5 Tips for Traveling with Prosthetic Devices
The best way to help ensure travel without issue is to plan ahead. Allow extra time, know your rights, and ask for assistance if you need it.
From a young age, I dreamt of traveling the world, meeting different people, eating exotic food, and experiencing life in a way I hadn’t before. I worried that would change when I lost parts of all four of my limbs at the age of 18, but with tremendous effort, amazing support from loved ones, and the expertise of a team of prosthetists, physical therapists, and occupational therapists, I was able to get back on my feet and regain my independence. It has been a long, arduous journey, and I’ve had my ups and downs; however, giving up has never been an option. One by one, I managed to tackle each daily life skill that allows me to live by myself in an apartment in Florida, drive my own vehicle with no hand controls, and travel the world as a public speaker, a mentor to other amputees and, of course, a tourist.
Taking trips by myself almost weekly as a quadrilateral amputee required learning some life hacks, and I’d like to share a few of them with you*:
- Get to the airport with plenty of time to spare.
The Transportation Security Administration (TSA) can be very picky with their screening process, and it’s better to get to your gate with extra time than to miss your flight due to security delays. For airports I know, I usually arrive a full two hours before my flight. If that airport is larger or busier, I might choose to arrive 3 hours in advance.
Expect that you might set off security monitors, and wear comfortable, loose clothing and slip-on shoes so it’s easy to show your devices when requested.
For more details about airport security and medical devices, check with the TSA.
- Pick your connections wisely.
As a bilateral above-knee amputee, I expend a lot of energy just walking, and airports can be very exhausting, even for fit, able-bodied people. So, as you travel, keep a running list of the best and the worst airports in which to connect, and if you, unfortunately, have to stop at one of the bad ones, ensure you have enough of a layover to get where you need to go without having to get there exhausted from the rush.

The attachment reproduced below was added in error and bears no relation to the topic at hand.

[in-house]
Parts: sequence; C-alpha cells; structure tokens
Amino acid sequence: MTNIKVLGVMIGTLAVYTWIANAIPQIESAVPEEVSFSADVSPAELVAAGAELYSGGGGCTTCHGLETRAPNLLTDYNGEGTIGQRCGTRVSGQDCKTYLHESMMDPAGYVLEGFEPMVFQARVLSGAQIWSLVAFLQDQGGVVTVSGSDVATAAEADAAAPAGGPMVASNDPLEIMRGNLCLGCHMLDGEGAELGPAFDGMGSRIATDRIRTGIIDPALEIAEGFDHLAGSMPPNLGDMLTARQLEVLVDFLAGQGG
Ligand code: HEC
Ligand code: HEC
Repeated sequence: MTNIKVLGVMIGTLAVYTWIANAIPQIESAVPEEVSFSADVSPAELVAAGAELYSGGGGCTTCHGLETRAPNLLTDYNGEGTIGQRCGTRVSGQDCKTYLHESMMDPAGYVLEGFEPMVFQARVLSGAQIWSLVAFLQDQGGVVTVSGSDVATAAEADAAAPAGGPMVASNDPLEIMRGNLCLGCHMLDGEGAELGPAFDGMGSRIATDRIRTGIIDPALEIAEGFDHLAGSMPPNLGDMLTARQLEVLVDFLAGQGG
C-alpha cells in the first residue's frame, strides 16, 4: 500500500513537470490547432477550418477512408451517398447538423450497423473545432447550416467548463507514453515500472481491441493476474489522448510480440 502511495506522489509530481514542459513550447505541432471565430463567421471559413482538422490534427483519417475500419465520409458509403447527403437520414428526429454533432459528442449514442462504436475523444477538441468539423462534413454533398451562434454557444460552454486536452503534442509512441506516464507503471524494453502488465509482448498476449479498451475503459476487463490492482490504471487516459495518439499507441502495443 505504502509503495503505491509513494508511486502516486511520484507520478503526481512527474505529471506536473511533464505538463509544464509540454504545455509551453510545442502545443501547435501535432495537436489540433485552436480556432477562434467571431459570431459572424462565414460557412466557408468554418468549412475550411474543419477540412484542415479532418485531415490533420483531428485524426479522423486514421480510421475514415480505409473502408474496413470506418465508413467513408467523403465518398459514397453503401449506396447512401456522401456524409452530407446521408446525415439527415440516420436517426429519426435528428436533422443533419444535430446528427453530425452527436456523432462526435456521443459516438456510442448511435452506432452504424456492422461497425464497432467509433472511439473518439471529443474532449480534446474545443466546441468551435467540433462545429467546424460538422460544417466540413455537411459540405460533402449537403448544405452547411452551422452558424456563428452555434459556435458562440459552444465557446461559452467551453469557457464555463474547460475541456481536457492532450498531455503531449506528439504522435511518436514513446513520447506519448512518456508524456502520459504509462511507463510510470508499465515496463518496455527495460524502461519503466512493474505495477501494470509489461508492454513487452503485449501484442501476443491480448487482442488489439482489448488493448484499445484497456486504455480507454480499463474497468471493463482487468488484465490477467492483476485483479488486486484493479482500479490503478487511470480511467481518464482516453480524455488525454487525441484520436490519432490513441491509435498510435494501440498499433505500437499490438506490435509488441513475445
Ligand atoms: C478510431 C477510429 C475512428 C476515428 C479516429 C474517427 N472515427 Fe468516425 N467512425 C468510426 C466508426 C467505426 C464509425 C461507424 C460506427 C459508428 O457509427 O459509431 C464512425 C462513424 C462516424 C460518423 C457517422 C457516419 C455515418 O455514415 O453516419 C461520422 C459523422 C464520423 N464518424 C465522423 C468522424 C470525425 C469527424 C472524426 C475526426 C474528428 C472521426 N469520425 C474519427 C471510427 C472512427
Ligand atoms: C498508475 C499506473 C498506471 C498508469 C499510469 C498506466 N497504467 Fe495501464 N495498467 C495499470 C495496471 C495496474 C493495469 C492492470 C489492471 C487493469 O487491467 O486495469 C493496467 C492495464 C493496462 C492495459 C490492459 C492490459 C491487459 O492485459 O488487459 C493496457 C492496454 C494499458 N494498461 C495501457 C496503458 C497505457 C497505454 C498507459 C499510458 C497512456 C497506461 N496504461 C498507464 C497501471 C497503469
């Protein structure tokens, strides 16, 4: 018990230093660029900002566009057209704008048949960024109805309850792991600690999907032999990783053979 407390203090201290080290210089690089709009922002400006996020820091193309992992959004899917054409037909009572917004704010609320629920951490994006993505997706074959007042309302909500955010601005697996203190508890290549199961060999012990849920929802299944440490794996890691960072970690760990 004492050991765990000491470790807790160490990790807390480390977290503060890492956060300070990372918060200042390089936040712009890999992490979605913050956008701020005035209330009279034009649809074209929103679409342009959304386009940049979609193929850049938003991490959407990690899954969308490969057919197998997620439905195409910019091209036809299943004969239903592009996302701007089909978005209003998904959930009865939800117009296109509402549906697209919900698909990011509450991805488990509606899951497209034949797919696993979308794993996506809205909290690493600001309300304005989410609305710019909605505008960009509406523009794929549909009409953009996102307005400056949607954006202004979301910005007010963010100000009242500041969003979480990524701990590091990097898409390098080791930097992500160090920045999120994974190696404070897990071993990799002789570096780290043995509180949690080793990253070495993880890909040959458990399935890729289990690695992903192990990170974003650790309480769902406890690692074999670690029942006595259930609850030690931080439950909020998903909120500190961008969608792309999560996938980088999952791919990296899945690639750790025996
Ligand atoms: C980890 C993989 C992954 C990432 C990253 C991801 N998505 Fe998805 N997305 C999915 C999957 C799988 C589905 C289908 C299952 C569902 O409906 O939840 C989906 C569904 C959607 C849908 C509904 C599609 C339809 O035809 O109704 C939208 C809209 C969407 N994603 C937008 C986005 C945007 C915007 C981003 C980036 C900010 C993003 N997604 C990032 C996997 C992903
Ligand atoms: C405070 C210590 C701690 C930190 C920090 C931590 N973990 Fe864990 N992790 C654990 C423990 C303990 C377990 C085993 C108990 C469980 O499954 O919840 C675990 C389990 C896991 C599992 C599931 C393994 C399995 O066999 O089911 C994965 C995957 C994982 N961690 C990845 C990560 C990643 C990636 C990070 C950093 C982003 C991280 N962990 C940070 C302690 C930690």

Remember that you can request a wheelchair or golf cart escort, too.
- Bring spare parts with you, especially because medical devices travel for free.
If an airline ever wants to charge extra for a bag that contains prosthetic parts or supplies, just let them know that the bag contains medical devices; the bag should go free of charge. Do note that this only applies to bags that contain only medical devices, but some airlines are more strict than others on this rule.
Being prepared and proactive regarding potential issues you may run into with your prosthesis might save you some headache. Bring screwdrivers, spare screws, and any other items you frequently need to keep your devices working. They won’t add much weight to your luggage and will allow you to travel with peace of mind.
- Consider alternate forms of transportation.
Flying with prosthetic devices doesn’t have to be stressful, but sometimes travel by train or by bus is preferrable. There are even travel agencies that specialize in accessible travel, like Access Anything and Easy Access Travel.
- Be mindful of hygiene.
Travel exposes you to more people and places than your everyday life. Make sure you bring whatever you need in order to keep your prosthesis and your skin clean and disinfected. Chlorine wipes, rubbing alcohol, and skin ointments are a must in a prosthetic user’s travel bag!
*These tips are informed suggestions from a traveler with prosthetic devices, and should not substitute for advice from your medical team.
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